Daycare is expensive, even here in Quebec where we’re fortunate to have a subsidized program. But if you have two or more children, hiring a nanny can be less expensive than putting them in daycare.

In today’s post, we’ll take a look at the pros and cons of hiring a nanny.

What you should consider before hiring a nanny

Hiring a nanny is a big responsibility. You’re looking for someone who will be in your home helping you with your children, someone who will become close to or part of your family, so you want to do it right. Not only for you and your kids but for your nanny as well.

Before we get into the financial aspects, let’s talk about how to find a nanny. My clients with nannies say the best way to find one is to hire by word of mouth, rather than through an agency. That direct communication means a closer relationship to the nanny and a better understanding of their workload, as you know the agency isn’t asking them to do any extra work on the side. You should always check references too.

Once you’ve found a nanny you like, draft a clear job description and fully outline your expectations. How many hours will they be working? How often will they be expected to work overtime? Will they just be looking after your children or will there be additional household chores like cooking and cleaning? Will they be expected to travel with you when your family goes on vacation? What days will they need off outside of statutory holidays? These are all good conversations to have up front because clarity will make the relationship smoother and stronger.

Now, if you’re hiring a nanny, you have to do everything above board. Don’t pay under the table.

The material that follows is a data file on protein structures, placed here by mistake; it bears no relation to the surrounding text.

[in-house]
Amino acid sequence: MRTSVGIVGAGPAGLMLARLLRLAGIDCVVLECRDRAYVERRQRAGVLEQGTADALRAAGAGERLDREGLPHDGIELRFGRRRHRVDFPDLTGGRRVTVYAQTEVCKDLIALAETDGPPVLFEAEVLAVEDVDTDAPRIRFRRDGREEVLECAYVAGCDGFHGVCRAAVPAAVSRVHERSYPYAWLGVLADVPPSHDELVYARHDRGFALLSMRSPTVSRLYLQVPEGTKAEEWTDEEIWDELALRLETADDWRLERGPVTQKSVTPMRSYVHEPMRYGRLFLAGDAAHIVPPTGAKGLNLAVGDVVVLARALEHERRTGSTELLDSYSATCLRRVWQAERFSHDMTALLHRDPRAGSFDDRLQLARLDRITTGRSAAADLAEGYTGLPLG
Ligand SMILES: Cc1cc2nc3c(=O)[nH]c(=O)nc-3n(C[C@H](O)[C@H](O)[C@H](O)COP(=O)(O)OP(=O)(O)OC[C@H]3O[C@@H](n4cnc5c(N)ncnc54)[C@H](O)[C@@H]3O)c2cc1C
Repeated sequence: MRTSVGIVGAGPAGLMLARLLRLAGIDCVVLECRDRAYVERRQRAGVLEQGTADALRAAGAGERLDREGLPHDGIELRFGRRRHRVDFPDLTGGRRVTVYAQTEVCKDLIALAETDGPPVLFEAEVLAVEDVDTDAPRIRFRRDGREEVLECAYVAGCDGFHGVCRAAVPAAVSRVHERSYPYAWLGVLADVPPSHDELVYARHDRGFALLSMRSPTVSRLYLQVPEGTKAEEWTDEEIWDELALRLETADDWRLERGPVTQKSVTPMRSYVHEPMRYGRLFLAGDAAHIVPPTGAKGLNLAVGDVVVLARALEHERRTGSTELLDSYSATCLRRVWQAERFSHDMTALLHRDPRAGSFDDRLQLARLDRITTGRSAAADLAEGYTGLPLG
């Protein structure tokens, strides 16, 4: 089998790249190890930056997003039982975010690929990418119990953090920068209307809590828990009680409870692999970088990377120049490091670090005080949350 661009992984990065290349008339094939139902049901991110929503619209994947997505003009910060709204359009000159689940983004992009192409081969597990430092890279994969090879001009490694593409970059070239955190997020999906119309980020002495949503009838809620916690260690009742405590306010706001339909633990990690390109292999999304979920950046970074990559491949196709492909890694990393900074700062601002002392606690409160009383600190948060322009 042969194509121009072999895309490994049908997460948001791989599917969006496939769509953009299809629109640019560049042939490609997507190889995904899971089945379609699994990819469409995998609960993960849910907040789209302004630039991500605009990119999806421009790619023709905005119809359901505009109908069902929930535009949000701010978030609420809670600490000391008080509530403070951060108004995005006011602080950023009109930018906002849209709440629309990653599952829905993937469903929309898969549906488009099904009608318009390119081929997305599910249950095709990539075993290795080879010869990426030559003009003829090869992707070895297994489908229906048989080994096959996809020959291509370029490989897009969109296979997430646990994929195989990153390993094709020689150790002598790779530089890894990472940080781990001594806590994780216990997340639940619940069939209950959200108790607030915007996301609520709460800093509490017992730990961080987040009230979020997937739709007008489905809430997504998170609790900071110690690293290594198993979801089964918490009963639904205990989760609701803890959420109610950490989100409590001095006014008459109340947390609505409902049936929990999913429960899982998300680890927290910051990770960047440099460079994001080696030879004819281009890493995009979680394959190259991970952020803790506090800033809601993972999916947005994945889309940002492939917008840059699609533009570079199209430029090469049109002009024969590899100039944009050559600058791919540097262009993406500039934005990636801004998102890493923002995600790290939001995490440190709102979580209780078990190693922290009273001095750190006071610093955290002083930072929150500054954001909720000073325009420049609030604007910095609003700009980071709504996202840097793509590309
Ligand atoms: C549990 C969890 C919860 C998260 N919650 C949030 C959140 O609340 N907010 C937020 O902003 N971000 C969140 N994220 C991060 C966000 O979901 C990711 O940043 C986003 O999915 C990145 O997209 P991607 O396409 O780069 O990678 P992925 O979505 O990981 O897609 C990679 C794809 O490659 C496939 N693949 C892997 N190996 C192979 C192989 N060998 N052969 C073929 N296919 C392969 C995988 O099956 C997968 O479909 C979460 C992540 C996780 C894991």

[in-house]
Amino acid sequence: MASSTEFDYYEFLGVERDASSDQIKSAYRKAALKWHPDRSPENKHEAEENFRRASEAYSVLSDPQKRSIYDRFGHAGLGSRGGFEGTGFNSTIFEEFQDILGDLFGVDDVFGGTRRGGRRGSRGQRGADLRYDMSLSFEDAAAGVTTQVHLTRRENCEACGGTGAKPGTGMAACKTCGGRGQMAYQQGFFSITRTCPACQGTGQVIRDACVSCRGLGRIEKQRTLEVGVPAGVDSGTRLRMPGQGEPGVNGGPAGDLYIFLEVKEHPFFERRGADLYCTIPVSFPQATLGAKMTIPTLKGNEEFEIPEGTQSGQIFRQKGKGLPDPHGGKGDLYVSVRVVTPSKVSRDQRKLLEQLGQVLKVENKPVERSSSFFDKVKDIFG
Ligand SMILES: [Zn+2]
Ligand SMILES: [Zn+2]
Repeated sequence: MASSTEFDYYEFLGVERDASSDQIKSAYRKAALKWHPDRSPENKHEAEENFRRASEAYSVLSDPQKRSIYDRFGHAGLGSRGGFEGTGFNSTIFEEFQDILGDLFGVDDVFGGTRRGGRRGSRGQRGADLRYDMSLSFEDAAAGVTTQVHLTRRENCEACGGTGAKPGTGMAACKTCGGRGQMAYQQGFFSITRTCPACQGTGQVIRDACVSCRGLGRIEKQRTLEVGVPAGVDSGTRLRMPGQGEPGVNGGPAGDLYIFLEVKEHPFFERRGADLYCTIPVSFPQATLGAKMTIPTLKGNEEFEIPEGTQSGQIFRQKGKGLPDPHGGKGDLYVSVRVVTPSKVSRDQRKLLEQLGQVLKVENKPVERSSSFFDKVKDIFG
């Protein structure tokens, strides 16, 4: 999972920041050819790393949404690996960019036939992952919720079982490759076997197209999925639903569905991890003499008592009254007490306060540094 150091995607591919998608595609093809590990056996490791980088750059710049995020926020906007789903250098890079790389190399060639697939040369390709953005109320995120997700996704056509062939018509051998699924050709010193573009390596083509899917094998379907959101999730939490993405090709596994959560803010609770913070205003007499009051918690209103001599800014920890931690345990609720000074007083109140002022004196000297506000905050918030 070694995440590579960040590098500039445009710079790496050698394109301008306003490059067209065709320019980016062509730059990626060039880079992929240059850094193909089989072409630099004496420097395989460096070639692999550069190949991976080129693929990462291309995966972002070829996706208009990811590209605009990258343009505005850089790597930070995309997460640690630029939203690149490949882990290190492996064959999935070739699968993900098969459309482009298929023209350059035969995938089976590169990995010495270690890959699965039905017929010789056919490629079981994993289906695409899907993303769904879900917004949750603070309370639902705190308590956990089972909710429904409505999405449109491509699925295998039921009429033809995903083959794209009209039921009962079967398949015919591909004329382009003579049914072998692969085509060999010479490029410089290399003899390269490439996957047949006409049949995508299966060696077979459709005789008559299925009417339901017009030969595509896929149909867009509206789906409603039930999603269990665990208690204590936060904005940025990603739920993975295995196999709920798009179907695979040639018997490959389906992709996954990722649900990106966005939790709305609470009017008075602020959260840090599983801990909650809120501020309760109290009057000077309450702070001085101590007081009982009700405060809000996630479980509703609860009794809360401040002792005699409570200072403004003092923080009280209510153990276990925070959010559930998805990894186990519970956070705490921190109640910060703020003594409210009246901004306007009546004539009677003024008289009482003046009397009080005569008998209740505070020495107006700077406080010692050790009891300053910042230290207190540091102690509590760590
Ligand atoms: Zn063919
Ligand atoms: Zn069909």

Not only will that leave you open to potential back taxes and penalties, your nanny is also more likely to simply move on to the highest bidder at a moment’s notice. It means a less engaged employee who is less loyal. Building employment insurance and Quebec Pension Plan benefits increases engagement and reduces turnover, which is disruptive and time consuming for everyone.

So what do you need to do as an employer? First, decide on a fair and equitable salary. The current minimum wage in Quebec is $11.25 per hour or $24,000 per year, but this is just a starting point. In discussions with friends and clients around Montreal, $15 to $20/hr seems to be the going rate. A nanny’s salary is negotiable depending on the going rate in your neighbourhood, their qualifications and years of experience, and how many children they’ll be looking after. A good nanny can be hard to find so make sure what you’re offering is competitive and fair.
You are also responsible for source deductions like QPP, EI, the Quebec Parental Insurance Plan or QPIP, and the Quebec Health Services Fund.

Your nanny is entitled to two weeks of vacation, which becomes three weeks after five years of service. Assuming minimum wage, 4% vacation pay must be paid before vacation is taken and that goes up to 6% after 5 years. Or you can simply keep paying them their normal wage through their vacation weeks. They also must get all 8 of the statutory holidays, and you have to decide between Good Friday or Easter Monday.

Consider offering unofficial days off as well, like early departures on summer Fridays or during your family vacation. When it comes to overtime, which is anything over 40 hours a week, you must pay 1.5 times their hourly rate or offer vacation in lieu at the same multiple.

I’ll stop here for now. In my next post where I’ll walk you through what you can and can’t deduct on your tax return and what needs to be reported to the government.